Powerful Mind Part 23
Created August 11, 2023
Welcome to this week’s Bill Harvey Blog.
Read Powerful Mind 22
For millennia, most human deep thinkers of whom we have kept records, humbly kept an open mind about the nature of reality. They knew how little they knew and admitted it. Anything might be possible. They could not rule out any possibility.
With the rise of scientific thinking in the past few hundred years, scientists gained confidence in the scientific method. They especially appreciated the methodology of not considering something proven until numerous experimenters verified the results. This disciplined standing back from prematurely accepting one’s own experimental proofs gradually became more and more important to the scientific community.
Scientists accordingly became more judgmental of each other as regards the perfect embodiment of this principle. Now in the 21st Century, they can be stern with one another, calling each other out. Membership in the scientific community can be cast in doubt for those who appear to transgress against this principle by theorizing in ways that include unproven specifics.
William of Ockham in the 14th Century had added the idea of parsimony or elegance as a heuristic criterion for the construction of scientific theories. Essentially this meant to start from the fewest assumptions possible to come up with the simplest explanations for things. Half a millennium later, Einstein was to modify this idea with his own notion: “Everything should be made as simple as possible, but not simpler.”
Although this heuristic was never intended to be taken as a scientific principle, its close association with the scientific principle of replicated verification reinforced the idea of scientific simplicity as a clue to probable truth. This is ironic since everything we have learned about the universe so far proves the exact opposite: the universe is incredibly complex.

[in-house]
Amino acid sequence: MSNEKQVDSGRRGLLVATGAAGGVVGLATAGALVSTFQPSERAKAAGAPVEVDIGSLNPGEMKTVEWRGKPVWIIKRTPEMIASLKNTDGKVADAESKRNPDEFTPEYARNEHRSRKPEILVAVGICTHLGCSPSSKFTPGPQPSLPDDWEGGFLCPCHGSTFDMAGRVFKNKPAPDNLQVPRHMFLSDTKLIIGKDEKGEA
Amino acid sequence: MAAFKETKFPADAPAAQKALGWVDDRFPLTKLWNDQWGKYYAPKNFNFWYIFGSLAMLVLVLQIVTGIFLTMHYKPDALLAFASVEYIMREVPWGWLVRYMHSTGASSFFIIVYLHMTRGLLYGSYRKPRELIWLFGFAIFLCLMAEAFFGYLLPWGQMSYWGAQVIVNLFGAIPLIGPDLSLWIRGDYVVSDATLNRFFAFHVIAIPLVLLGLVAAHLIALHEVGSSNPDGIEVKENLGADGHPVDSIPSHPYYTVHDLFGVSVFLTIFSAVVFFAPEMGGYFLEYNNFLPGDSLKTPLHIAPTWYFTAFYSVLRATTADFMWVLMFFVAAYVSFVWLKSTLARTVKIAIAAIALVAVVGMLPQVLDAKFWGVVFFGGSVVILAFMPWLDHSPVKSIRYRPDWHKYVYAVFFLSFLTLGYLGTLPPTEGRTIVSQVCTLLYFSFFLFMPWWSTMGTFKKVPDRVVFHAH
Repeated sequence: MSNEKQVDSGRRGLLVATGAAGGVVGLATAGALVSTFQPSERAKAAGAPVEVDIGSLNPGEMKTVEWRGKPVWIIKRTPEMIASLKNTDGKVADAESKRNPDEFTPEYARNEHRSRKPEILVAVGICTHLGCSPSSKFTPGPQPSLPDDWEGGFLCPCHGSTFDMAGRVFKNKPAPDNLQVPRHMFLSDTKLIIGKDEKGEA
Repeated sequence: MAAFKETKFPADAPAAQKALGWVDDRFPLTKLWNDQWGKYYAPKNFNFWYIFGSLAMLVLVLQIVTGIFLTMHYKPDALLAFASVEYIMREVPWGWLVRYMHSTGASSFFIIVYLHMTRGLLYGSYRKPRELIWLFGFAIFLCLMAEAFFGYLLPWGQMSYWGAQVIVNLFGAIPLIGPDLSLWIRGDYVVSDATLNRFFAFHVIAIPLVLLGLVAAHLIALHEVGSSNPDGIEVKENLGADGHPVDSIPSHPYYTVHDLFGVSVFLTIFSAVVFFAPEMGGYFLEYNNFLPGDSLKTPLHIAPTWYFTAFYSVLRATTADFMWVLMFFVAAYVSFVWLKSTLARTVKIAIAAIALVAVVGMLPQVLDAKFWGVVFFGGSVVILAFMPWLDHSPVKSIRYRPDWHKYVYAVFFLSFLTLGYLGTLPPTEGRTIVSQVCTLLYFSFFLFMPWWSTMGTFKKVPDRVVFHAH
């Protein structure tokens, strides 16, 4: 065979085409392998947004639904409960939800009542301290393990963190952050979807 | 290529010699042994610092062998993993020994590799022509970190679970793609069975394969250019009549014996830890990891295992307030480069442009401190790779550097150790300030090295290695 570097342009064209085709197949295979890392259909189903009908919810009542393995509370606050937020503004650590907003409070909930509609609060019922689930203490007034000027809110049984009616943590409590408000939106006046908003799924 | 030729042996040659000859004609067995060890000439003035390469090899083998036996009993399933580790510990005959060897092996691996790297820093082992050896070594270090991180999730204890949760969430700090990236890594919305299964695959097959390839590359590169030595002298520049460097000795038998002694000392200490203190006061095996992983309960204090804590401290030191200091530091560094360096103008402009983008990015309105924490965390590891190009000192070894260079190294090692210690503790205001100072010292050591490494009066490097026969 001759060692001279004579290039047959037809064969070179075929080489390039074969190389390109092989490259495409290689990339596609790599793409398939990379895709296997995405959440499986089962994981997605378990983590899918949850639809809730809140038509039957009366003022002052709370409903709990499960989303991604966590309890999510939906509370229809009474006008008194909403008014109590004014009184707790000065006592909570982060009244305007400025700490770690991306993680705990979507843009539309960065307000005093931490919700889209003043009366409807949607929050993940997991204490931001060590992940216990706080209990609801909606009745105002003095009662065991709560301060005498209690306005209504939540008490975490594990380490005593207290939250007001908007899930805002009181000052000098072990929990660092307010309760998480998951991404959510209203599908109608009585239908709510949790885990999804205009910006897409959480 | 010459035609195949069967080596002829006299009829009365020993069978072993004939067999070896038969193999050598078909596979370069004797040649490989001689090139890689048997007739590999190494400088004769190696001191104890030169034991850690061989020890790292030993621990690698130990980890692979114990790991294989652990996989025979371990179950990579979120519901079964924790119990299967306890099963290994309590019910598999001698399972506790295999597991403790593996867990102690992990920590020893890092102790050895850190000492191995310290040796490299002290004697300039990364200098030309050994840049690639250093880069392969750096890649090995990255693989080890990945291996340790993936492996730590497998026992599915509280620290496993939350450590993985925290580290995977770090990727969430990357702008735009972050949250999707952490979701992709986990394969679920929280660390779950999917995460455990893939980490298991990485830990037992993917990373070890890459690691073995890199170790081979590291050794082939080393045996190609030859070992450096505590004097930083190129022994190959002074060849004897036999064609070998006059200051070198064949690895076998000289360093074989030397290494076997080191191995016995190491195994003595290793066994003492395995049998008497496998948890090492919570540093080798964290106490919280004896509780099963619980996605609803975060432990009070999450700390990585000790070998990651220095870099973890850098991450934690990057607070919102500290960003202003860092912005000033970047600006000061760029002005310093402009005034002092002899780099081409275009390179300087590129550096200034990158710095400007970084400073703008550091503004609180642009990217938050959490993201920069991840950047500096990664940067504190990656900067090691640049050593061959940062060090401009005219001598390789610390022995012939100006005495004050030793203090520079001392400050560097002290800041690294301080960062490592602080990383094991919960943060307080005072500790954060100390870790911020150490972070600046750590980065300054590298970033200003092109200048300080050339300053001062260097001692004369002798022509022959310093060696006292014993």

The formation of a scientistic culture around these ideas of demanding replicated proofs before asserting truth plus parsimony, created what might be regarded as an aesthetic: a way of preferring the world to be, for unspoken and perhaps non-articulatable reasons. A world in which true scientists would cling to the proven, and not add to that anything theoretical that was more than a stone’s throw away from the collection of proven facts. Scientists deviating from this aesthetic could lose their status, and their ability to receive funding for their work.
It was into this context that scientists began to treat the idea of a Godlike intelligence as being too far out to qualify under Occam’s Razor: God became classified as an unnecessary assumption.
This did not mean that science had proven the non-existence of such an intelligence, merely that it was at odds with a heuristic and a culture which had grown up around science. Some have compared today’s class of scientists to the ancient priest class: a group of people who feel superior, use codes that the non-members of the class cannot understand (advanced mathematics), and have an agenda that extends beyond the specific work of that class.
In order to avoid the invoking of “the unnecessary assumption,” science had to give credit to how much could be explained purely based on accident. We now as a world culture are willing to assume that life and then consciousness came about simply by the accidental crashing together of matter and energy. None of us has ever seen a beautiful and intricate sculpture being built out of a sandy beach by the action of the waves, and yet this is what we as a civilization largely “believe in.”